Learners who come from this type of background are likely to have damaging circumstances as a part of their life experiences (Carta, 1991). Therefore, low economics means that these learners are at risk of achieving their goal in academic success. Not unexpectedly, economic circumstances can lead these learners to withdraw from school. Additionally, economically disadvantaged learners often withdraw from high school, and are less likely to enroll in postsecondary education (United States Department of Education, 1998). Moreover, high school graduates from low-income families are frequently unqualified academically to enter college and may not want to continue once enrolled (USDE, 2000). Professionals working with Economically Disadvantage Families including Foster Children can use these recommended resources to assist the students to achieve their academic success.
Economically Disadvantage Families
An individual from an economically disadvantaged family including low-income youth and adults.
A student considered an Economically Disadvantaged student by meeting one of the following criteria:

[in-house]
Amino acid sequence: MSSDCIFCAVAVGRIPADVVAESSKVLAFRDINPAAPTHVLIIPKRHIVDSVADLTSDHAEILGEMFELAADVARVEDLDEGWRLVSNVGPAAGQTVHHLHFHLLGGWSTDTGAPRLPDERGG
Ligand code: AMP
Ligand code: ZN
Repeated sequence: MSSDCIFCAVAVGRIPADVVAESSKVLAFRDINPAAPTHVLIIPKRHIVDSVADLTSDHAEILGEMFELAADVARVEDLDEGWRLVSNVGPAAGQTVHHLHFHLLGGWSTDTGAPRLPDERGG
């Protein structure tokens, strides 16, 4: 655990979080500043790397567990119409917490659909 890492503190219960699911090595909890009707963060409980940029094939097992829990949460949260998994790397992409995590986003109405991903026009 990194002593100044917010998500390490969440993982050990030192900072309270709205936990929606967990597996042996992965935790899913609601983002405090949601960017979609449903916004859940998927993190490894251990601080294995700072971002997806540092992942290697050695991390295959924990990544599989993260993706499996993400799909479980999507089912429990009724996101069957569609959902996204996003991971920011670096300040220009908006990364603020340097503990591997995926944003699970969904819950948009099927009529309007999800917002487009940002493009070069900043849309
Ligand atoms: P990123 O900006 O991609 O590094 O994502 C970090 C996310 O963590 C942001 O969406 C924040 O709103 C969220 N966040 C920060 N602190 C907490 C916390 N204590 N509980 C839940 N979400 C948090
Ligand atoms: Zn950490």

The student is awarded a Board of Governors Waiver (BOGW)
The student is awarded a Pell Grant reported in MIS data
The student is identified as a WIA participant currently reported in the Job Training Partnership Program (JTPA) reported in MIS data
The student is identified as a participant in the CalWORKs Program reported in MIS data
The student is reported as economically disadvantaged
The student is identified as a recipient of public aid in the California Department of Social Services (DSS) data match for the cohort
Youth who are in, or have aged of, the foster care systems and youth with an active military parent to the special populations' definition.